Companies Worldwide Struggle to Attract and Retain Critical-Skill and High Potential Employees, Towers Watson Survey Finds

Canadian Employers See No Let Up in Stress Levels

TORONTO, Sept. 19, 2012 /CNW/ - A vast majority of companies worldwide, including a growing number of Canadian companies, continue to struggle with attracting and retaining the high-potential and critically-skilled employees necessary to increase their global competitiveness, according to a new survey conducted by global professional services company Towers Watson (NYSE, NASDAQ: TW). The survey also found that employees are experiencing high levels of stress, a trend that many employers and employees expect to continue for the next three years.

The Towers Watson Global Talent Management and Rewards Survey, a study of 1,605 companies globally, found that nearly two-thirds of Canadian respondents (61%) cite problems attracting critical-skill employees while just over 40% are having difficulty attracting high-potential talent and roughly a third (35%) are finding it hard to attract  top-performing workers.  More than 30% of respondents also reported difficulty retaining critical-skill, high-potential and top performing employees.

"The demand for the best talent is as strong as ever, especially given a challenging economy and ongoing growth in global competition. However, many employers are not taking advantages of opportunities to attract, retain and engage high-value employees by offering a work environment and total rewards programs that are most important to them," said Ofelia Isabel, Towers Watson's Canadian Leader for Talent and Rewards.

In fact, there appears to be a mismatch between what employers are offering and what employees are looking for.  According to the survey, Canadian employees, including top talent, are more focused on competitive base pay and job security. Employers, on the other hand, are emphasizing other items such as challenging work and the organization's reputation as a good employer.

The study also found that Canadian employees continue to experience high levels of stress at work.  Close to half (47%) of Canadian respondents indicate that employees often experience excessive pressure in their job and almost two-thirds of respondents (65%) report their employees have been working more hours than normal during the past three years. The majority (53%) expect to maintain this trend for the next three years.

Canadian Employers Cite Greater Confidence Than U.S Companies in Two Key Aspects of Performance Management

Canadian companies see themselves as more effective than U.S. companies in two key areas of their performance management process. 64% of Canadian employers believe their performance management process effectively links salary increases to individual performance results. While the Canadian results were consistent with the global responses (with 62% citing an effective link between salary increases and individual performance results), only 51% of U.S. companies cited that same level of confidence. However, Canadian employers see themselves as slightly less effective at linking bonus payouts to individual performance results. While 65% of companies globally believe they are doing an effective job with this aspect of performance management, only 55% of Canadian companies responded similarly.  U.S. companies felt even less confident with just 44% believing they are doing a good job of linking bonus to actual performance.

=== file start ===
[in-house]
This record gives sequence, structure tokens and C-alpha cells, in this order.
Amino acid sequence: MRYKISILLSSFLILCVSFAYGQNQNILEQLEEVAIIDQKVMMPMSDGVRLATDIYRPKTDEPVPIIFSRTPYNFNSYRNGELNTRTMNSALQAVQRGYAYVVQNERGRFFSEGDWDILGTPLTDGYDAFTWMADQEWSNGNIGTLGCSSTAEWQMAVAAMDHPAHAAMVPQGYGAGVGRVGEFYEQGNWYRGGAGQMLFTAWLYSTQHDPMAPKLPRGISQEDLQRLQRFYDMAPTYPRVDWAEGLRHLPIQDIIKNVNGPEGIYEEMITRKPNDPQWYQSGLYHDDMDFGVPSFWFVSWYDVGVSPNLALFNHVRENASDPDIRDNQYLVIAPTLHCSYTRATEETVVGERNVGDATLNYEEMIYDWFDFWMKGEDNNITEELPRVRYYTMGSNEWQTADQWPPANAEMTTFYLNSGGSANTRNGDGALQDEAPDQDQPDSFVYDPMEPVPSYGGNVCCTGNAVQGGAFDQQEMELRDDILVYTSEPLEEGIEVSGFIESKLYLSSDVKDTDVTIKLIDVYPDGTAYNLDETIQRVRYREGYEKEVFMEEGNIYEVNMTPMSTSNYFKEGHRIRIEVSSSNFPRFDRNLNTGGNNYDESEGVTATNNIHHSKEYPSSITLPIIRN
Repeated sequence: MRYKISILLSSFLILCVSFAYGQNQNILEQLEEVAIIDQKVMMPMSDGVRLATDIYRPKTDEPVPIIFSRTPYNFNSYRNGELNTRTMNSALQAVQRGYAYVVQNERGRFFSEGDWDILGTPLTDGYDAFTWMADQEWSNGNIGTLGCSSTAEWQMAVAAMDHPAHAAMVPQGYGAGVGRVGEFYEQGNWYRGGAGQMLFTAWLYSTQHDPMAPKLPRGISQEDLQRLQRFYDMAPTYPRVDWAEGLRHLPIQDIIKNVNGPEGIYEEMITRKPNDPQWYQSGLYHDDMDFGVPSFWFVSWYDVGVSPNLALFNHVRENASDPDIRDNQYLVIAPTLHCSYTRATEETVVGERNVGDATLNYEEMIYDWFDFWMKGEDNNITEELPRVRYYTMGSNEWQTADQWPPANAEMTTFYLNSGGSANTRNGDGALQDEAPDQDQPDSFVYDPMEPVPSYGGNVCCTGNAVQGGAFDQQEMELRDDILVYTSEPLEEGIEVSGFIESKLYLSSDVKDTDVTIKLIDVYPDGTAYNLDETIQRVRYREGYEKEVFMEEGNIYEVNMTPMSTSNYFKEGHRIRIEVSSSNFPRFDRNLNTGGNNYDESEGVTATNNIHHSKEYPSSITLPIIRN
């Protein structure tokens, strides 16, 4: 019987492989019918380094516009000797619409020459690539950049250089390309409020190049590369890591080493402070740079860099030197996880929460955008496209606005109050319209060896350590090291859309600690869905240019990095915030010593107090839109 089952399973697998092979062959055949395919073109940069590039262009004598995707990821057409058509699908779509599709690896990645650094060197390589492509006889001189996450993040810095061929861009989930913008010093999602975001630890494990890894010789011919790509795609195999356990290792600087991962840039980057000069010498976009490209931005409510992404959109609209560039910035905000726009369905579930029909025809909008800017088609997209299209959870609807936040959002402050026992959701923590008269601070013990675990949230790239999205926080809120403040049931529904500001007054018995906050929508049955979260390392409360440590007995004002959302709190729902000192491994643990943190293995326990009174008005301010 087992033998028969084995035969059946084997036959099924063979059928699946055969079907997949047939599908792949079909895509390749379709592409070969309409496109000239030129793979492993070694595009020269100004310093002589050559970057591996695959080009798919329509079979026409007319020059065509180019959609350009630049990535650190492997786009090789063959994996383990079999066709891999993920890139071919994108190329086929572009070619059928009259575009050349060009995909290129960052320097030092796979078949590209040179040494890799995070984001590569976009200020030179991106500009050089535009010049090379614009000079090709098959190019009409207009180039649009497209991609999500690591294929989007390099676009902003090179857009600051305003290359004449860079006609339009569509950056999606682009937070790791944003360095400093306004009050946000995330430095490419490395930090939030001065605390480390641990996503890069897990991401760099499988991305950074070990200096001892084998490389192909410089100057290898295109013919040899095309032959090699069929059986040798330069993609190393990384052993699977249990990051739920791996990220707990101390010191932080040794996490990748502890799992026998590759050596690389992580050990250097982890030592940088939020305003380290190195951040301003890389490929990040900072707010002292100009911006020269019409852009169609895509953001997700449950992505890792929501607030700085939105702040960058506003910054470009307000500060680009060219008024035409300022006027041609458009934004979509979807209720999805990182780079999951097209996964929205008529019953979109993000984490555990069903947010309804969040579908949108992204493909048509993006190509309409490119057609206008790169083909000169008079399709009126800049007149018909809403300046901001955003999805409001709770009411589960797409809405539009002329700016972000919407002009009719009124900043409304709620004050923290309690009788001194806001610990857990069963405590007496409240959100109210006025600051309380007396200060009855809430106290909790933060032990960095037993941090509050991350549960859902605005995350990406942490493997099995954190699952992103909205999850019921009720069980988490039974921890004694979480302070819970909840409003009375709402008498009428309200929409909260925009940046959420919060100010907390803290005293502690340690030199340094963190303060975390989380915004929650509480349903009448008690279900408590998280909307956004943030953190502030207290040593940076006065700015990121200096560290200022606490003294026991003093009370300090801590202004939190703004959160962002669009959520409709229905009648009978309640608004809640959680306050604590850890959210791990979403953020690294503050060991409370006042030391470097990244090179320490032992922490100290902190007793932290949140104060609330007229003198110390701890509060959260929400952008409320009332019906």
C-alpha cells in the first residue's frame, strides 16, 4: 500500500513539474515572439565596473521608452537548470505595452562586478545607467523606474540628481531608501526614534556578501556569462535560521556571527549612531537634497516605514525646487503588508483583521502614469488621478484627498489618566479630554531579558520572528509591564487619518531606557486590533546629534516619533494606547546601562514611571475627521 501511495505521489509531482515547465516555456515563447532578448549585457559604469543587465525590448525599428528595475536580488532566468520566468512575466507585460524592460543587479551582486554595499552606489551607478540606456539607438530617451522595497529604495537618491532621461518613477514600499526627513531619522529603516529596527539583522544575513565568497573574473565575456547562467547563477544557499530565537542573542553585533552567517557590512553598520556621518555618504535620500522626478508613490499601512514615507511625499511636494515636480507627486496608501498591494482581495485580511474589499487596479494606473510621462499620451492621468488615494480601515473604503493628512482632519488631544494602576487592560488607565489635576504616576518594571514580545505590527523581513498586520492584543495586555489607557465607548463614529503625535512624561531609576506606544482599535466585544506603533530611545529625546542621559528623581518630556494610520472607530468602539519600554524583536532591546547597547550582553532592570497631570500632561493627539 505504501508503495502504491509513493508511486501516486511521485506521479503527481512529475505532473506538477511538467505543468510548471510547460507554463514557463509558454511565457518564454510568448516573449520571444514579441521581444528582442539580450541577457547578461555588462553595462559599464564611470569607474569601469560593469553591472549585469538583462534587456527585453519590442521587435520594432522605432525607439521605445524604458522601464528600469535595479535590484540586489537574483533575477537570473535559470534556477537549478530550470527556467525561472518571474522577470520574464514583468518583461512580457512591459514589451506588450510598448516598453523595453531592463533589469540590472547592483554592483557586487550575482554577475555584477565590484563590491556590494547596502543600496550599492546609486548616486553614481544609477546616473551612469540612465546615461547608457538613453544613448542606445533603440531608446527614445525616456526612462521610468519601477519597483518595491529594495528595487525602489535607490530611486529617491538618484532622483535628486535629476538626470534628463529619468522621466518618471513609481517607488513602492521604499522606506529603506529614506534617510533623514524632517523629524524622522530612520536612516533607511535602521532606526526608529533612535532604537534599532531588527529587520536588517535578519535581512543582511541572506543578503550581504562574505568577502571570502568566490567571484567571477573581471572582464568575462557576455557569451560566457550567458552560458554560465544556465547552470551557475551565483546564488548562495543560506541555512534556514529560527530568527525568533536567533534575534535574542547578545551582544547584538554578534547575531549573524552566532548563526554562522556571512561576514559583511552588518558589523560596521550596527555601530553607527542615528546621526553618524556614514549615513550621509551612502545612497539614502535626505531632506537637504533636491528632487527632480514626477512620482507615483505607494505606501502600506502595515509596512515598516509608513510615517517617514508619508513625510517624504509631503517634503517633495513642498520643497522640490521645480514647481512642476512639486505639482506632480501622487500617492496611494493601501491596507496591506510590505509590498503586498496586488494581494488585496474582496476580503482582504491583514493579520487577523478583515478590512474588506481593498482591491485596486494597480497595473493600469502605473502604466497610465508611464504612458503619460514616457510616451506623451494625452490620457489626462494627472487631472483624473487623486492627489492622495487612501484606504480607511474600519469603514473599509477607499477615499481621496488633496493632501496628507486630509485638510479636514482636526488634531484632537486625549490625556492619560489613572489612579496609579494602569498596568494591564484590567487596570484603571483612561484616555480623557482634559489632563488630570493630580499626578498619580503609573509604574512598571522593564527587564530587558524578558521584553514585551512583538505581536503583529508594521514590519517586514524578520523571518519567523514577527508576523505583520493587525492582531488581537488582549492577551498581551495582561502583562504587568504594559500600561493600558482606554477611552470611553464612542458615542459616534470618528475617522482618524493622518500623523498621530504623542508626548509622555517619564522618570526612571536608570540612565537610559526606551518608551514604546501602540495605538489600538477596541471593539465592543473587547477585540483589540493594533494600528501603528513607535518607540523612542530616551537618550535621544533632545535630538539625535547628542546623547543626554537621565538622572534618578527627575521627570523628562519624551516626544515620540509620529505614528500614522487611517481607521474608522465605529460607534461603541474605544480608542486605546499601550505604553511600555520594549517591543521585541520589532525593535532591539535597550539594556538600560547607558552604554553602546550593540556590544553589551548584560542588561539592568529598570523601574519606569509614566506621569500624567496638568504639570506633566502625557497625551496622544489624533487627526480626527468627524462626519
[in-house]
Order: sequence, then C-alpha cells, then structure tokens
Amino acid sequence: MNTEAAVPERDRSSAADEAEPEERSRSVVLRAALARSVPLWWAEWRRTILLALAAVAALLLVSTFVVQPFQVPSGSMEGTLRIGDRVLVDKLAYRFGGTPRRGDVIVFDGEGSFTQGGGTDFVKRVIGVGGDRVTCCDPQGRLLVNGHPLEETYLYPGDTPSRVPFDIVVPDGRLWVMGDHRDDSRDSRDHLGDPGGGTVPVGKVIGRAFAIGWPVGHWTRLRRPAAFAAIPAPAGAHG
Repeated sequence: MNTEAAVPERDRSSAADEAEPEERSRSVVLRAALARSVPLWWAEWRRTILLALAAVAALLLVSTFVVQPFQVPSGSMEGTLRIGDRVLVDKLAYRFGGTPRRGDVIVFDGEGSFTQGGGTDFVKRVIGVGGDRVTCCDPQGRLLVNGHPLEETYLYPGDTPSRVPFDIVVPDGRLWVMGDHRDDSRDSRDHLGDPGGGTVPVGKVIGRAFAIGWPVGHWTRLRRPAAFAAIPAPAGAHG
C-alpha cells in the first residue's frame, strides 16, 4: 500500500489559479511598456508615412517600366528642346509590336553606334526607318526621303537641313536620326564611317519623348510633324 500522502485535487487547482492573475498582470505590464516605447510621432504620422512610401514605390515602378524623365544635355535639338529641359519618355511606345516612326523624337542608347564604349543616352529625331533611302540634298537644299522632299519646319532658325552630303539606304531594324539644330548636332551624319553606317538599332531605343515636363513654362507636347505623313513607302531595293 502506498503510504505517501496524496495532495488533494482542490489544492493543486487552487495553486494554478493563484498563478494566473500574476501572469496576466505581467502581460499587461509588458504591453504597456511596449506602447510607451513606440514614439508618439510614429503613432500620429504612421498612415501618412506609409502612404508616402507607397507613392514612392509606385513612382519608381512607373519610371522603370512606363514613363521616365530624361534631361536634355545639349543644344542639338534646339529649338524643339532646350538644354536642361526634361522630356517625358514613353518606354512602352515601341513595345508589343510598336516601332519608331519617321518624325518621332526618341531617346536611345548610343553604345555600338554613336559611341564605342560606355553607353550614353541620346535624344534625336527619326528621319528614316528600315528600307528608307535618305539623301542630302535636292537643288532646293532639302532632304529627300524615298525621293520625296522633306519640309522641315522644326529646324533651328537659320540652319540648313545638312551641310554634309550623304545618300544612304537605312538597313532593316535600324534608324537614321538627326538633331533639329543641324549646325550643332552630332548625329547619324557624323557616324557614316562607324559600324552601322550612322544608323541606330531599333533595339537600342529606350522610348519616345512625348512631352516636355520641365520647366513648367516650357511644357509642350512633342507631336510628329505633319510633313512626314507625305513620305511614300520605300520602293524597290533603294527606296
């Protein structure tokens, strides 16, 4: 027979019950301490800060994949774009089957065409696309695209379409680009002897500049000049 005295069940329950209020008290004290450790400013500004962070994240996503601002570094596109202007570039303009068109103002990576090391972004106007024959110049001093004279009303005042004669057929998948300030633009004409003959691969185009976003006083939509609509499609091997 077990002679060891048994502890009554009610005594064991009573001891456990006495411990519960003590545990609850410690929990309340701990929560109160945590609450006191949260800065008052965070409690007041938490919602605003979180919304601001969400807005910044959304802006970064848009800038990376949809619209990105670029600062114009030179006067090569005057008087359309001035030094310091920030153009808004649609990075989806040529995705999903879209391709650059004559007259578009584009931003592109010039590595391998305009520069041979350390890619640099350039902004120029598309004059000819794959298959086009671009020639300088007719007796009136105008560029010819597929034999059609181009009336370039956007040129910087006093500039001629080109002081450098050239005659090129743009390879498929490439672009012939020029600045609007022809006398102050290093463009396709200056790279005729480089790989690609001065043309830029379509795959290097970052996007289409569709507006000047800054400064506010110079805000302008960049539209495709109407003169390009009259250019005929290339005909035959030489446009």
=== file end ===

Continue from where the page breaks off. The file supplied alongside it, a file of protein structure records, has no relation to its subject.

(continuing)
When asked to rate the effectiveness of managers in the performance management process, Canadian employers are more confident than their U.S. peers, but lag their global counterparts. Canadian employers saw their managers as less effective at setting individual performance goals (52% globally vs. 41% in Canada), giving employees regular coaching and feedback (39% vs. 28%) and conducting career development discussions (33% vs. 26%).

"As Canadian  employers seek to grow profitably during a period of economic volatility, their focus needs to be on crafting an employee value proposition that helps to attract and retain talented and critical skill employees — and that engages the entire workforce," said Tracey Malcolm, a Director in Talent Management at Towers Watson. "Effective leadership development, performance management and succession planning programs will be keys to getting it right.  While Canadian employers give themselves higher marks compared to their U.S. counterparts, the fact that they scored themselves lower than the global norms suggests that there is still room to improve our talent management processes and outcomes."

About the Survey

The Towers Watson Global Talent Management and Rewards Survey was conducted in late April through early June of 2012, and includes responses from 1,605 companies worldwide., The participants represent a wide range of industries and come from a broad cross section geographically.

About Towers Watson

Towers Watson (NYSE, NASDAQ: TW) is a leading global professional services company that helps organizations improve performance through effective people, risk and financial management. The company offers solutions in the areas of benefits, talent management, rewards, and risk and capital management. Towers Watson has 14,000 associates around the world and is located on the web at towerswatson.com.

SOURCE: Towers Watson

For further information:

Media Contacts: 
Laura Jeffery
416-355-7406
Laura.jeffery@ketchum.com

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